LA Fitness has expressed interest in the space, but no lease has been signed, and the landlord said that "a significant part of the deal is unaccomplished."

In the meantime, "we are conducting business as usual," Simoneaux said. "We are buying as if we'll be here through the fall… When the time comes, we will close ethically and all our vendors will be paid. Please make note of that if any credit departments get nervous."

Founded 30 years ago, Chester County Books & Music Company has 28,000 square feet of space and stocks some 125,000 book titles as well as magazines, newspapers, music and movies. The store's Magnolia Grill serves New Orleans cuisine. The store had some major losses two years ago: Kathy Simoneaux's husband, Bob Simoneaux, died January 11, 2010, and longtime legendary bookseller Joe Drabyak died August 27, 2010.

GLOW: Blackstone Publishing: The Wisdom of Morrie: Living and Aging Creatively and Joyfully by Morrie Schwartz, edited by Rob Schwartz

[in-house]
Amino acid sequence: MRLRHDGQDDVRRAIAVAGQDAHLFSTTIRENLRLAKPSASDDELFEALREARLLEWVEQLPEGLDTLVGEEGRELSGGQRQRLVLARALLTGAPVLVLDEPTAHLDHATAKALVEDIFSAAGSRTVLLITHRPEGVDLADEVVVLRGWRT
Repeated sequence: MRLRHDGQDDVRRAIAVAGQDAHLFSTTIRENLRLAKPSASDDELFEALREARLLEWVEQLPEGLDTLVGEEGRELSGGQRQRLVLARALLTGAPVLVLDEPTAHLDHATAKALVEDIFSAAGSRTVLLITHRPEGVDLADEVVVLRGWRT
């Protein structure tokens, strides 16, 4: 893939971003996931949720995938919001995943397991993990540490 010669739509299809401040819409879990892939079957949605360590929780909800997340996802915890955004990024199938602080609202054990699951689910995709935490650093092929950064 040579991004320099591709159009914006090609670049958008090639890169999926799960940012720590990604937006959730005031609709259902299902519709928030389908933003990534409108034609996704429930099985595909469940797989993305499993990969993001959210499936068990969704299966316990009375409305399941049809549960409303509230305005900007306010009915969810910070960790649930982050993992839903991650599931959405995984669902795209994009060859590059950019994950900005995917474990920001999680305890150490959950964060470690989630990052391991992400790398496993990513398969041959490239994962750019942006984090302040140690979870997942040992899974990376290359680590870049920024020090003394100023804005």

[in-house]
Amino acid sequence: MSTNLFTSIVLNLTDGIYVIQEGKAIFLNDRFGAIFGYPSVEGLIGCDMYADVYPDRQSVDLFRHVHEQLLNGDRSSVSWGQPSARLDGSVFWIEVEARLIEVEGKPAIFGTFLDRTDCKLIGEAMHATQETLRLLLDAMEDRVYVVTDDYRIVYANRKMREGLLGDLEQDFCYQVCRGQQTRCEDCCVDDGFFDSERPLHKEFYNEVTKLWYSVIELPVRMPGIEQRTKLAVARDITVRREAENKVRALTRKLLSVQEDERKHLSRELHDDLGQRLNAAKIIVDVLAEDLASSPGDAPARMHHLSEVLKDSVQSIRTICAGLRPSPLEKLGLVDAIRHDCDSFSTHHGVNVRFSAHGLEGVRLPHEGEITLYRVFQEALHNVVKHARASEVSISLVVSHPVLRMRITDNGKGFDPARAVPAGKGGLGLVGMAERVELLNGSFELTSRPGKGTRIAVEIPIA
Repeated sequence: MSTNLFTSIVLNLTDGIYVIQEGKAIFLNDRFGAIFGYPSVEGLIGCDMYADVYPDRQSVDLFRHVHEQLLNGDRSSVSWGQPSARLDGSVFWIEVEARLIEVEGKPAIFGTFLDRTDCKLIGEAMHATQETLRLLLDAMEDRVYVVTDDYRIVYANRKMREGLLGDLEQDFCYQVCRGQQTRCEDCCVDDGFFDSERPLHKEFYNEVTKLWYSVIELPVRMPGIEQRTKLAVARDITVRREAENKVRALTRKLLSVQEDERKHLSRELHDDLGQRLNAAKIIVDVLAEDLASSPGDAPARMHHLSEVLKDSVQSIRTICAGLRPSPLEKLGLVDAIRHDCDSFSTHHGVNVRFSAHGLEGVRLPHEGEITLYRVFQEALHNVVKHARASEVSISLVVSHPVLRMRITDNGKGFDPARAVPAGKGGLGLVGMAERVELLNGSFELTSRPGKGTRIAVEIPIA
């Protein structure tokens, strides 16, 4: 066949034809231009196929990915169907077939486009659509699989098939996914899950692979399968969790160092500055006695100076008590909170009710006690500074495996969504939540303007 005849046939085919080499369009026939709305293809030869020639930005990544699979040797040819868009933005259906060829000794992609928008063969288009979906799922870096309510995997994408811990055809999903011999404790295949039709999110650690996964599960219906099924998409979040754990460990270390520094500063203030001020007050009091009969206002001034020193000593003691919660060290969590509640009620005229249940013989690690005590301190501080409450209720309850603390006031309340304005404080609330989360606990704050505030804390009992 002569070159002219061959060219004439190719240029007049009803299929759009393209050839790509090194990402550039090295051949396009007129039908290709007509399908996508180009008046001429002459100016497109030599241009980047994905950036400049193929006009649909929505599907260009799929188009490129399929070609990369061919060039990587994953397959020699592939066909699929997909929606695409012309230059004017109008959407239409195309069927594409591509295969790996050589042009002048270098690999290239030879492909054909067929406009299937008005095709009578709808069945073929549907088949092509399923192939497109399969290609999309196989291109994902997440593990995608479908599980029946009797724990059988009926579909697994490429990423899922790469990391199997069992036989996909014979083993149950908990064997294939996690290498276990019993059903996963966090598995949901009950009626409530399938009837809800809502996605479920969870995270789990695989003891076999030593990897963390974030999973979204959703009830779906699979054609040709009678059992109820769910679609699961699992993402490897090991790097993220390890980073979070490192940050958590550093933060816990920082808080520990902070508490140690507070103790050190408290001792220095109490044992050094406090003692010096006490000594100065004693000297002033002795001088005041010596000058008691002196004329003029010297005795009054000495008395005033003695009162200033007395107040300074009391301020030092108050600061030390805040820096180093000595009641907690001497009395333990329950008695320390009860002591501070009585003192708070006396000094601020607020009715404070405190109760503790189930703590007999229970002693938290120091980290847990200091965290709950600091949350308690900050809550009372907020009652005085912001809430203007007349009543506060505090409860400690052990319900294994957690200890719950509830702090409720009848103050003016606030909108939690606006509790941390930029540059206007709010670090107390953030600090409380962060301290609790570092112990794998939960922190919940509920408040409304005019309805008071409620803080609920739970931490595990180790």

More States to Upload E-Book Sales Taxes?

A flurry of news stories have noted that more Republican governors support online retailers collecting sales tax, particularly following some of the deals between and states whereby Amazon will eventually begin collecting sales tax on purchases in those states.

SmartMoney goes a step farther, speculating that e-book sales online, which are not taxed in a uniform way from state to state, may become attractive to state governments. Currently digital content is exempt from sales tax in some states, including California, New York, Florida, Connecticut and Washington, D.C. In other states, like Washington, Wisconsin, Idaho, Kentucky and Vermont, there are taxes on digital goods sales. Some states don't have specific taxes on digital goods but define them as "tangible personal property" and thus taxable. So far, several bills have been introduced, including in Connecticut and California, to tax digital content.

G.P. Putnam's Sons: The Three of Us by Ore Agbaje-Williams

Obituaries: Stephen R. Covey; Donald Sobol; Else Holmelund Minarik

Stephen R. Covey, the business management writer whose books included perennial bestseller The 7 Habits of Highly Effective People, died Monday, Reuters reported. He was 79.